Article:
This post is a follow-up to yesterday’s cliff-hanger.
please keep in mind I have been up for 29 hours at the time of writing…it might be terrible, or brilliant
The adventure began immediately after the last keystroke of yesterday’s post. Much in the same way most adventures do, this required planning to work. First was directions, which did nothing except confirm that it would in fact take four and a half hours to drive…one way. Neither my wife, nor I had been to Virginia Tech and so our new Nav-system would be earning its keep for the next 500 miles. Step one of planning, complete.
Next was the weather report…damn. A line of storm cells, some a lot more red than others was creeping its way through Tennessee and was directly on course with Blacksburg. If we didn’t get rained completely out of the game, we were definitely going to get wet. I’ve been wet, before. Training exercises where there is no possible place to gain shelter from storms are no stranger to those of us in the military, but we come prepared. I dug out two rain-resistant (never rain-proof) ponchos and stuck them in a bag, along with a change of clothes for the drive home and my most comfortable pair of flip-flops. While I can take getting wet, I hate being soaked. We were ready for the elements, phase two of planning, check.
Thanks to a fast day at the hospital, Samantha made it home around 1:30. Perfectly fitting into my plan of being on the road by two. It took a little coaxing, ensuring that the rain wouldn’t ruin the night (a promise I had no intentions of keeping) before I was able to load her into the car and get on the road.
To say it rained would be an insult to rain. Traffic slowed to a paltry 35 mph, on I-77. Luckily, we pushed through and were able to make it to Blacksburg around 6:00.
Once we made it to our seats, it didn’t take long to spot the guys you see at every game, including our favorite: drunk alumni who knows all the traditions and is belligerently suggesting that you should, too. Seen here photo-bombing this shot of the field:
As pregame began, we were pretty impressed with two things in-particular: 1) The obscene amount of cadets at VaTech.
And 2) FIREWORKS.
Something, I apparently was not tracking, was how much “Enter Sandman” means to these people. I received a text from my good friend Chuck asking, “Did Enter Sandman give you chills, or what?”
I thought about it, and no, it didn’t. My two seasons at Oklahoma State was enough to show me what a real, big-time football environment could be like. So as special as this was for the Hokie Nation, I took it an and appreciated it, but wasn’t moved.
Now that we were settled in, our eyes were to the sky. After sprinkles and warnings by nearby fans and old men in ponchos…nothing came. I can honestly say we were beyond lucky.
A few game notes from the stands: Hokies, I love that you all point your arm like the ref when you get a first down, but if the team is moving south down the field, and you are in the south endzone, don’t point to the north…that means you turned the ball over. Also, I was a little confused by the fanning-motion you make when the other team is about to kick a field goal or punt…are you fanning the ball so it changes direction? Are you, yourself, attempting to block it? Perhaps in the speed of the game, the defense has forgotten the fundamentals of shooting his hands to take the ball off of the kicker’s foot? Either way, it’s weird.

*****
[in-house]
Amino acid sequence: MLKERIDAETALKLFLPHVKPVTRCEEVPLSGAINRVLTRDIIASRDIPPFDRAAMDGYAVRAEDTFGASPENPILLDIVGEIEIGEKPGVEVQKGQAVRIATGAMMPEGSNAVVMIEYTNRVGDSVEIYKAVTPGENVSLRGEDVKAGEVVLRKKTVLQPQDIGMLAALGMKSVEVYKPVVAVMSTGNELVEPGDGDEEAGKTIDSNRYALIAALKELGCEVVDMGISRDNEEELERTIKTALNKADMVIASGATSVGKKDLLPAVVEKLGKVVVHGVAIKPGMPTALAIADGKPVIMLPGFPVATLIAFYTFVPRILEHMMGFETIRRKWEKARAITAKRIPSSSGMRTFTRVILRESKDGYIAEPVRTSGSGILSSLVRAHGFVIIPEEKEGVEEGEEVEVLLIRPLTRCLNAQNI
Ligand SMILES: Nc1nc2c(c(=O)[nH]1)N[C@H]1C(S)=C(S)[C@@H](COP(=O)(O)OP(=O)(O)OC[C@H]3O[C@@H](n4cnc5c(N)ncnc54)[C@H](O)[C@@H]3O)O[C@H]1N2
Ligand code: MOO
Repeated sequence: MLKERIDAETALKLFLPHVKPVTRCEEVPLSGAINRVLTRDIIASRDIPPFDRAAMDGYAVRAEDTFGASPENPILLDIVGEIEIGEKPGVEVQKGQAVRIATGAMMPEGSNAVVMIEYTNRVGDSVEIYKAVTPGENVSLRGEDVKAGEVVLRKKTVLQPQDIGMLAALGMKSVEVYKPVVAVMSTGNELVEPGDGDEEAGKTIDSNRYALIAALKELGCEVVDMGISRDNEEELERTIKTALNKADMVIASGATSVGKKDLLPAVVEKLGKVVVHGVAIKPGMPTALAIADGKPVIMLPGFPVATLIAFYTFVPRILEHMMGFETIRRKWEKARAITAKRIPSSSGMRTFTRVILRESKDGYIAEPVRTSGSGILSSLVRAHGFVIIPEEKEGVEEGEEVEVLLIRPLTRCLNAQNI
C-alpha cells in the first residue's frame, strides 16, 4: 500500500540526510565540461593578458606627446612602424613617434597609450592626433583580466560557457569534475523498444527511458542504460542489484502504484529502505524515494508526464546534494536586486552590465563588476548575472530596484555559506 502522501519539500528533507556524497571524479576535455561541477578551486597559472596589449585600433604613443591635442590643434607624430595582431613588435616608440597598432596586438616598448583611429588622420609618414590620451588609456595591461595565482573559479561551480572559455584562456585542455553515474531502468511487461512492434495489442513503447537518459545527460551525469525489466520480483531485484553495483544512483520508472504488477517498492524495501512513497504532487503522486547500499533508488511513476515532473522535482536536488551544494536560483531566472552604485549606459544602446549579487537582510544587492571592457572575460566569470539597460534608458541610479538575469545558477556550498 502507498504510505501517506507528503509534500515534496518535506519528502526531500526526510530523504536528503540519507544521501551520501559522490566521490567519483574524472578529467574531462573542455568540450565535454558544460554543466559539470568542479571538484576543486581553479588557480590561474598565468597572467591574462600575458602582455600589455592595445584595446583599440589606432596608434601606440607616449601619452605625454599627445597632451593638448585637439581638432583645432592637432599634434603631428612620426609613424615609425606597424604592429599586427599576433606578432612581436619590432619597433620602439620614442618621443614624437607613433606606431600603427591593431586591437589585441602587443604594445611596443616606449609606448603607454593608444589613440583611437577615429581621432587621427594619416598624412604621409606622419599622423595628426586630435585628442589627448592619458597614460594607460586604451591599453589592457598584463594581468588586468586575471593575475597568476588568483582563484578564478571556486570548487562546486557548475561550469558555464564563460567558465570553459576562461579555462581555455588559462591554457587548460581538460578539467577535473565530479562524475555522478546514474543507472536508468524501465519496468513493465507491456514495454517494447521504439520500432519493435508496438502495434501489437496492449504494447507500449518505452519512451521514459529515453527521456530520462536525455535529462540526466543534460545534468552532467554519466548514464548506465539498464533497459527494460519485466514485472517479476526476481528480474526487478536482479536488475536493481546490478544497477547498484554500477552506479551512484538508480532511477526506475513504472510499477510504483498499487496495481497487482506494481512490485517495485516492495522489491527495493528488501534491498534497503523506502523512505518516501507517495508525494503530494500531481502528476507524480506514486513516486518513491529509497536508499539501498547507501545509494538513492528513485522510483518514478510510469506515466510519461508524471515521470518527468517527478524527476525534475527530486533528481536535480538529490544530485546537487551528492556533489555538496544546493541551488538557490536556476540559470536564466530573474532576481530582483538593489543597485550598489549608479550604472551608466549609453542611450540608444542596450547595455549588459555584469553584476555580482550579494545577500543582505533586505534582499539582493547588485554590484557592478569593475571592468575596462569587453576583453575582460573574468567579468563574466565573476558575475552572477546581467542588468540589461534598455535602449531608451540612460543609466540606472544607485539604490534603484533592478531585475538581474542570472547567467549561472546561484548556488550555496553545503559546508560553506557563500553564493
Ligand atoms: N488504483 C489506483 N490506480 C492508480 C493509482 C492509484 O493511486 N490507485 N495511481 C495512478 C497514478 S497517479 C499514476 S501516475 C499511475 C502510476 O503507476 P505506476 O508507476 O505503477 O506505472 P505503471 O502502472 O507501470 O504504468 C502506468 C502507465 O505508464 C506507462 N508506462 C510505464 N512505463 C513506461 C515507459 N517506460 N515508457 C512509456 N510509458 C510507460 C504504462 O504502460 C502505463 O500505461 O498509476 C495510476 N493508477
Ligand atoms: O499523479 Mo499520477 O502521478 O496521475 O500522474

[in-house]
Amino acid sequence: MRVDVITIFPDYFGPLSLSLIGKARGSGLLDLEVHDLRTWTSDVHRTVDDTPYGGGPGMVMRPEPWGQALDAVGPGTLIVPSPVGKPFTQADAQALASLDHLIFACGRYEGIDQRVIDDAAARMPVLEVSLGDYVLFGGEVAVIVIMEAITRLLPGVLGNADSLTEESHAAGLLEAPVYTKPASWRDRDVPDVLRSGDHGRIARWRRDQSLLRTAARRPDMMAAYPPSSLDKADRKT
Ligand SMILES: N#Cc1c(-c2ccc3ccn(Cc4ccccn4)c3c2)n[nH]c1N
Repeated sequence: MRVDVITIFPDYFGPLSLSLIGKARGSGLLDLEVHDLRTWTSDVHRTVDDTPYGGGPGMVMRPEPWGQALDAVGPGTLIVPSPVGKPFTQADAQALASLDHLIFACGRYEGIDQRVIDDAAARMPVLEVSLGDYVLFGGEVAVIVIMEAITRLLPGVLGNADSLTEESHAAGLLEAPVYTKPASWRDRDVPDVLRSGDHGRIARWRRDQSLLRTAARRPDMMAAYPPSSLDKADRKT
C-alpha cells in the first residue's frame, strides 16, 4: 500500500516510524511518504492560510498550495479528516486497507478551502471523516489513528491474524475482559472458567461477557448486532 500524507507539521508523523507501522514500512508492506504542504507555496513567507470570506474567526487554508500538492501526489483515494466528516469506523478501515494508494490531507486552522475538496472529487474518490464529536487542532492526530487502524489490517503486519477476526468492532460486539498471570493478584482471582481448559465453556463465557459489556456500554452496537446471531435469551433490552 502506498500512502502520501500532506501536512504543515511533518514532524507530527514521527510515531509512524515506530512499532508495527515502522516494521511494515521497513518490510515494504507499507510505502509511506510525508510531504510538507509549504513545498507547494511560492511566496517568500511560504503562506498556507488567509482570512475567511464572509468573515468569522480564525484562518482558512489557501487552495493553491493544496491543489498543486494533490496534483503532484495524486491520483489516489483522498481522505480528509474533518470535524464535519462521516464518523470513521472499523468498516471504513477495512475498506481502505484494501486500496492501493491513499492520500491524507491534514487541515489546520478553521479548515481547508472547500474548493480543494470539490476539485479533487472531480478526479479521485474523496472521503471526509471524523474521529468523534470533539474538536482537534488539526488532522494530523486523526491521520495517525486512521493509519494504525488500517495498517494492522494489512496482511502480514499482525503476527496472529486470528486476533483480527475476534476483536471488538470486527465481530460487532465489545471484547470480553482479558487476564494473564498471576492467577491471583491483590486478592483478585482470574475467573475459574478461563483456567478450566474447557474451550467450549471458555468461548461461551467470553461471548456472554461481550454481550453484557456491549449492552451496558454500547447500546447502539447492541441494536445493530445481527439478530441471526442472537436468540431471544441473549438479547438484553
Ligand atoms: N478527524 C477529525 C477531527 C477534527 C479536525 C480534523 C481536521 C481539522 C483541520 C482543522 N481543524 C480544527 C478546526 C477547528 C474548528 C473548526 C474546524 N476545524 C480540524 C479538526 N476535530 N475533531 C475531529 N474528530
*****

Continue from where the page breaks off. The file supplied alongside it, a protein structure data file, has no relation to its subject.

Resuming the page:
Finally, perhaps the most lasting memory I’ll have of my trip to Lane Stadium is what I’m dubbing “The Redzone Song”. The one that goes a little something like this, “oh. OHH. Ohhhhh. Stick it in. Stick it in. Stick it in!” I wanted a t-shirt, but my wife wouldn’t let me. Not because of the innuendo, but because they were crimson-like and orange. Two colors, going back to the OU/OSU rivalry that, in her opinion, should never be mixed.
Finally, the epic conclusion of the game.
terrible defensive quarters of football, we were wearing down. The impending drive home, and the constant thought of rain was taking its toll. After a penalty got GT inside FG range, they were able to take a 10-7 lead. However, a couple of great plays later VaTech connected on a long touchdown pass to go ahead 14-10. With only minutes left, I felt like I had seen enough. What happened next is justified as follows:
- Three quarters, no offense, terrible play all around.
- I have no emotional connection to either one of these teams.
- We had a 4 and a half hour drive, and it was pushing 11pm.
- The bottom could have literally fallen out of the sky at any second.
Our time had come, and we quietly pushed past the people in our row while they stood to cheer the touchdown to take the Hokies up 14-10 and made our way toward the exit. One final moment seemed too perfect to miss though, we knew VT would win and captured the moment together with my favorite addition to Lane, the fireworks.
Almost five hours later, we walked in to our apartment just outside of Fort Bragg, I prepared myself for the day as she laid down to catch a nap before work. An hour later, around 5am, I was at work. A work out and a full day before me and as I type, I remember Samantha’s words.